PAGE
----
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An insane medical idea

Endometriosis is a painful condition in which tissue similar to the lining of the womb grows around other organs inside the abdomen. It affects 1.5 million women in the UK. The study looked at the experiences of treatment and diagnosis of 33 patients and revealed how doctors’ lack of understanding of the symptoms meant women often spent years in pain before their condition was diagnosed. During this period participants were told they were exaggerating their symptoms, or their pain was dismissed as psychological.

So, on the basis of no medical training at all. Whether endometriosis is actually rising in incidence or merely in prominence is unkown – to me at least. But assume in incidence.

Some women do have more painful periods than others. One of the longstanding – and this could just be male doctors of course – suggestions about painful periods is to have a child. Perhaps that full exercise of the bits will sort them out. How useful that is I’m not sure but that has been one of the things said over time.

Even if not true at least during the pregnancy itself the symptoms will disappear.

One more assumption on this Jenga Tower of nonsense. Endometriosis will be worse in those having bad periods.

So, the move from a society where primagravidae is 20 to one where it’s 30 will increase the incidence of endometriosis as reported.

QED.

Now, Jenga Tower of assumptions etc. But, just imagine, for a moment, that it’s true. Go on. How many doctors will be allowed to say so without getting hounded from office by the harpies? Which is the real problem we’ve got, isn’t it? Not even anything about endometriosis, but that we all know that certain answers, even if they’re true, are not allowed these days. No, it gets worse too. Because wrong answers are also hugely informative – if we’re allowed to work through why they’re wrong and so dispeove them. But if we’re not allowed to even mention wrong answers, if they’re rejected for political, not scientific, reasons then we’re still fucked, aren’t we?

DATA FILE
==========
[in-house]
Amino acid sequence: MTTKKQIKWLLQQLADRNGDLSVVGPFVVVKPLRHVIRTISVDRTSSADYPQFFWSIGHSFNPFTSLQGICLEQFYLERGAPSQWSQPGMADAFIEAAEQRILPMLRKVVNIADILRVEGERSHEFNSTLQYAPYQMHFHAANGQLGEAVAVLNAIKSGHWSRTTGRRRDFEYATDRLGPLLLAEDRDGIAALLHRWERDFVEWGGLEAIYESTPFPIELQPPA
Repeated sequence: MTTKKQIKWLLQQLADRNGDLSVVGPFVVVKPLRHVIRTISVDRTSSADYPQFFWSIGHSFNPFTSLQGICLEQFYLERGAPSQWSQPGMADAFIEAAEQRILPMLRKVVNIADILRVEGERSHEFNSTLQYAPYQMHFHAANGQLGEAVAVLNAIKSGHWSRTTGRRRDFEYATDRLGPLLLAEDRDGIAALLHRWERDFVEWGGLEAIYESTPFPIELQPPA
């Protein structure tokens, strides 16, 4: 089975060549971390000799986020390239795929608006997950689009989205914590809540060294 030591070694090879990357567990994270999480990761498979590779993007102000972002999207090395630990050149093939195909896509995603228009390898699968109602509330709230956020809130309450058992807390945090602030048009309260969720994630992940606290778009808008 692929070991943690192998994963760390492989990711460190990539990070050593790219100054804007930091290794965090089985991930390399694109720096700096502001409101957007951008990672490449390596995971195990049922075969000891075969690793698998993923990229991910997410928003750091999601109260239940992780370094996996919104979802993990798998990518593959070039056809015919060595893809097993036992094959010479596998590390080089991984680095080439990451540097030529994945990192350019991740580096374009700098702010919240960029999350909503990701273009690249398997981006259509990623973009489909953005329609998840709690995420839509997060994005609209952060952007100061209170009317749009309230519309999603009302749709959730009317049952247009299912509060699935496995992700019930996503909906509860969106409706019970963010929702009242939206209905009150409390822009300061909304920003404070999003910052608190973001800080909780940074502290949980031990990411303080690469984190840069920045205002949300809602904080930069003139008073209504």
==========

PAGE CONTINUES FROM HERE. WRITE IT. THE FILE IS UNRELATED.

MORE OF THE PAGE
10 thoughts on “An insane medical idea”

  1. You could also point out that the increase in the complaints about how the NHS deal with endometriosis pretty much mirrors the rise in the number of female GPs. Its entirely arguable that male GPs would take women’s complaints more seriously, precisely because they have no personal experience of the matter to cloud their judgement. Whereas all women have to deal with these issues, so female GPs will have their own experiences to judge other women against – ‘I’ve coped fine, stop complaining!’

  2. I have a vague childhood memory of overhearing my Mum talking about “women’s issues” with my grandmother, and my grandmother’s comment was something like: “well, I’ve had seven children and I had barely any trouble”.
    When you spend your late 20s and 30s either pregnant or lactating, you will miss out on all those not-being-pregnant-related issues.

  3. Pregnancy doesn’t really cure or diminish endometriosis. It can even induce it.